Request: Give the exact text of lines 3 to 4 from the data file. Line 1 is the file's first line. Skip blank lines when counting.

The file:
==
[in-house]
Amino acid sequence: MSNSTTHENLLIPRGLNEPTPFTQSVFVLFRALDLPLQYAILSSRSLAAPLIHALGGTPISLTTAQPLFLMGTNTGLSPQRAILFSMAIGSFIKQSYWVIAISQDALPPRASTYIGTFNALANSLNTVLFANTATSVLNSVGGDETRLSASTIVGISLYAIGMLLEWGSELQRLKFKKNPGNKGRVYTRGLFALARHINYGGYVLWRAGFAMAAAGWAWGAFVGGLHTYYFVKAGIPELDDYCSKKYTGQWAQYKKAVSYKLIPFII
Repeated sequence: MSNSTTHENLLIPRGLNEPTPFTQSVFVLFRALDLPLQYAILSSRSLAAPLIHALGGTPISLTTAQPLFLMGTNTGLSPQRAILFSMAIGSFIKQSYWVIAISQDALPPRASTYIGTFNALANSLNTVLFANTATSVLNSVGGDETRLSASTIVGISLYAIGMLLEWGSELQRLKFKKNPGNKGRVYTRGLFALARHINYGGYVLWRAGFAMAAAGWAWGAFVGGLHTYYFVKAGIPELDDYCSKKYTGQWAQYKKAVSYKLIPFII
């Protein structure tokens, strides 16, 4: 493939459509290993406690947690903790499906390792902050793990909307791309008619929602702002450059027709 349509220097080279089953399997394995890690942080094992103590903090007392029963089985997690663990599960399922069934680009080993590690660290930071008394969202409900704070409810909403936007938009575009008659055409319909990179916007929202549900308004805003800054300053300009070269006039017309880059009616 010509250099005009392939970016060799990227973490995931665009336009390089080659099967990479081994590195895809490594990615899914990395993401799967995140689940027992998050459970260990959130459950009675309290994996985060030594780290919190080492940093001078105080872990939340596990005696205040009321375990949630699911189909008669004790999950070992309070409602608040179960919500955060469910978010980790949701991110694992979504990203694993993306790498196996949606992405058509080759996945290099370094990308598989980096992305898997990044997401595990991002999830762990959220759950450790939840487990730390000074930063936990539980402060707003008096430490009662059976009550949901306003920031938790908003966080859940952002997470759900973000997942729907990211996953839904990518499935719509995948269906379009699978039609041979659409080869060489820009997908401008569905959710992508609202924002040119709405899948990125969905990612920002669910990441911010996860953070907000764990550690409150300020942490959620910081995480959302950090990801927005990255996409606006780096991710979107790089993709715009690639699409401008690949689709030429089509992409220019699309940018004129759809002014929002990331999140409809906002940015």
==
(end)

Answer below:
Repeated sequence: MSNSTTHENLLIPRGLNEPTPFTQSVFVLFRALDLPLQYAILSSRSLAAPLIHALGGTPISLTTAQPLFLMGTNTGLSPQRAILFSMAIGSFIKQSYWVIAISQDALPPRASTYIGTFNALANSLNTVLFANTATSVLNSVGGDETRLSASTIVGISLYAIGMLLEWGSELQRLKFKKNPGNKGRVYTRGLFALARHINYGGYVLWRAGFAMAAAGWAWGAFVGGLHTYYFVKAGIPELDDYCSKKYTGQWAQYKKAVSYKLIPFII
């Protein structure tokens, strides 16, 4: 493939459509290993406690947690903790499906390792902050793990909307791309008619929602702002450059027709 349509220097080279089953399997394995890690942080094992103590903090007392029963089985997690663990599960399922069934680009080993590690660290930071008394969202409900704070409810909403936007938009575009008659055409319909990179916007929202549900308004805003800054300053300009070269006039017309880059009616 010509250099005009392939970016060799990227973490995931665009336009390089080659099967990479081994590195895809490594990615899914990395993401799967995140689940027992998050459970260990959130459950009675309290994996985060030594780290919190080492940093001078105080872990939340596990005696205040009321375990949630699911189909008669004790999950070992309070409602608040179960919500955060469910978010980790949701991110694992979504990203694993993306790498196996949606992405058509080759996945290099370094990308598989980096992305898997990044997401595990991002999830762990959220759950450790939840487990730390000074930063936990539980402060707003008096430490009662059976009550949901306003920031938790908003966080859940952002997470759900973000997942729907990211996953839904990518499935719509995948269906379009699978039609041979659409080869060489820009997908401008569905959710992508609202924002040119709405899948990125969905990612920002669910990441911010996860953070907000764990550690409150300020942490959620910081995480959302950090990801927005990255996409606006780096991710979107790089993709715009690639699409401008690949689709030429089509992409220019699309940018004129759809002014929002990331999140409809906002940015």